Many will get caught up in the purpose driven life, in an attempt to prove how they did so. They are either survivors by age or creators by their drive. We see this in many churches today, whether in the big city or out on the farmland. People who come together thinking that life is about holding on to a tradition or growing beyond into something new. The ingredients sometimes do not appear to agree, like buttermilk, lard and flour, but when baked together, they can be mighty good.
We follow the story of King David once again today. A shepherd boy who had no future course other than survival was now in a position of power to which was to be his finest hour. What did he do with it? He committed the sin of adultery. His hunger and thirst for temptation became great and he sinned. It also cost another his life, Bathsheba’s husband, Uriah the Hittite. The prophet Nathan, successor to Samuel, confronted David with the story of the rich man with a large flock of sheep, who stole the only sheep from the poor man. “He deserves death,” said David. “That man is you,” replied Nathan. David took an important ingredient out of the bowl and ruined the bread.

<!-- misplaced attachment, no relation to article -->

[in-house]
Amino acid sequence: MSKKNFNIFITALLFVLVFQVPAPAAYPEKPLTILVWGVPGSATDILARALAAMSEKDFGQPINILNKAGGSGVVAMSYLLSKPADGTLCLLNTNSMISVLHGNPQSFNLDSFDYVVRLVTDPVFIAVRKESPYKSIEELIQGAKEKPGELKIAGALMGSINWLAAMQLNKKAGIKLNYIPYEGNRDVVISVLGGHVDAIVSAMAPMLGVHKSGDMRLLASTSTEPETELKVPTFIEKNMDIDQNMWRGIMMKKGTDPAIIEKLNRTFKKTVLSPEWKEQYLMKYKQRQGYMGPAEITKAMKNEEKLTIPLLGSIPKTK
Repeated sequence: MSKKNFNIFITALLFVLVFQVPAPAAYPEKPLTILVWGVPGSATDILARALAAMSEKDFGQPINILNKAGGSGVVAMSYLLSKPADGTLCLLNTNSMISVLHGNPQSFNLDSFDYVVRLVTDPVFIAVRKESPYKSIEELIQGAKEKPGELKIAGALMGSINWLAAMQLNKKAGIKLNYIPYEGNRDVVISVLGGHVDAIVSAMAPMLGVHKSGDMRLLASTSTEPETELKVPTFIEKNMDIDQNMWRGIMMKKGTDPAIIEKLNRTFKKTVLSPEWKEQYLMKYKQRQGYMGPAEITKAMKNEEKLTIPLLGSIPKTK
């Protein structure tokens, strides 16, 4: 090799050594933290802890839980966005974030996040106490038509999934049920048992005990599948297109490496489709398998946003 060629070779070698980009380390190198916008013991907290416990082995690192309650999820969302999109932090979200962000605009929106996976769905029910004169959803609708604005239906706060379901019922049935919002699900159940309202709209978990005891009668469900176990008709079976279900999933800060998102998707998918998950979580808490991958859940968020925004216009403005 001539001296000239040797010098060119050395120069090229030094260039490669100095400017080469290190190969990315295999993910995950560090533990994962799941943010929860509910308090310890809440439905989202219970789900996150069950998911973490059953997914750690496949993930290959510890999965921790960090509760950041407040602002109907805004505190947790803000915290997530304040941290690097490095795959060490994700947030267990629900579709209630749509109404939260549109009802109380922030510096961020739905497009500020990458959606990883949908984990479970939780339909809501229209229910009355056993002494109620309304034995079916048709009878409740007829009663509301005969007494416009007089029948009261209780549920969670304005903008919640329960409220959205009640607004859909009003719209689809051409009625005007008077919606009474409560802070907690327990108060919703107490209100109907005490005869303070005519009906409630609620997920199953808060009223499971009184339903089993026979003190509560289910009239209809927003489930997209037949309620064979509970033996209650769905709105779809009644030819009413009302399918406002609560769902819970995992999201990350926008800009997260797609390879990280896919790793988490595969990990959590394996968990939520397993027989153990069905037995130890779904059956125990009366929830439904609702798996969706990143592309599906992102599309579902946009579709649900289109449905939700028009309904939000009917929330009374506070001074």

How many woke the next morning on the shore where Jesus miraculously fed them all, wondering where he had gone. They had a taste of the loaves and fishes that was remarkable. They wanted more. Many got in their boats and they oared and sailed to Capernaum, where they found him and the disciples. “We want more!” What was it? Jesus said they got their fill of bread, but that would not last unless they were able to use the ingredients he gave them to bake it themselves. The Bible said many were healed. They may have believed that if they ate the bread that Jesus gave them, if he were to touch them, then that physical, direct contact would heal and feed them further. It would help them survive. It would possibly help them get ahead. Do you see what is happening here? People grasping solely on the outward and visible signs as expressions of their purpose. The reception of God’s virtues is meaningless without the expression of God’s virtues. That is what the stoic philosopher would say. Our hunger and thirst are satisfied by not only receiving but giving.